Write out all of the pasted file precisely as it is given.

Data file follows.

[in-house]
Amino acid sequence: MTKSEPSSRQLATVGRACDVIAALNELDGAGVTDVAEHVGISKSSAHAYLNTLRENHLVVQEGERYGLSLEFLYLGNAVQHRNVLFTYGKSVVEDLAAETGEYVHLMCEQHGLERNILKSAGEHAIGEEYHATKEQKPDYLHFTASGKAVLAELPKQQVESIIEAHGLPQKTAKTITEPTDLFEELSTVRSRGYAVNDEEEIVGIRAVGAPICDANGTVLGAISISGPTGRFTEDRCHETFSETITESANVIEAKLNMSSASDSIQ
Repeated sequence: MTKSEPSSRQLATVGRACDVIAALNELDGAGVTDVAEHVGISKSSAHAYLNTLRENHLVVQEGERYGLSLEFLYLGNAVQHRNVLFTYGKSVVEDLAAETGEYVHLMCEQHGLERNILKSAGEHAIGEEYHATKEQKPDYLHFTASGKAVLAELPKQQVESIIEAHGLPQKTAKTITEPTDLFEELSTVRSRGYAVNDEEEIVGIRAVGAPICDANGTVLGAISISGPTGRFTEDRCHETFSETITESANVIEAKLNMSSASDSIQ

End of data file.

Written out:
[in-house]
Amino acid sequence: MTKSEPSSRQLATVGRACDVIAALNELDGAGVTDVAEHVGISKSSAHAYLNTLRENHLVVQEGERYGLSLEFLYLGNAVQHRNVLFTYGKSVVEDLAAETGEYVHLMCEQHGLERNILKSAGEHAIGEEYHATKEQKPDYLHFTASGKAVLAELPKQQVESIIEAHGLPQKTAKTITEPTDLFEELSTVRSRGYAVNDEEEIVGIRAVGAPICDANGTVLGAISISGPTGRFTEDRCHETFSETITESANVIEAKLNMSSASDSIQ
Repeated sequence: MTKSEPSSRQLATVGRACDVIAALNELDGAGVTDVAEHVGISKSSAHAYLNTLRENHLVVQEGERYGLSLEFLYLGNAVQHRNVLFTYGKSVVEDLAAETGEYVHLMCEQHGLERNILKSAGEHAIGEEYHATKEQKPDYLHFTASGKAVLAELPKQQVESIIEAHGLPQKTAKTITEPTDLFEELSTVRSRGYAVNDEEEIVGIRAVGAPICDANGTVLGAISISGPTGRFTEDRCHETFSETITESANVIEAKLNMSSASDSIQ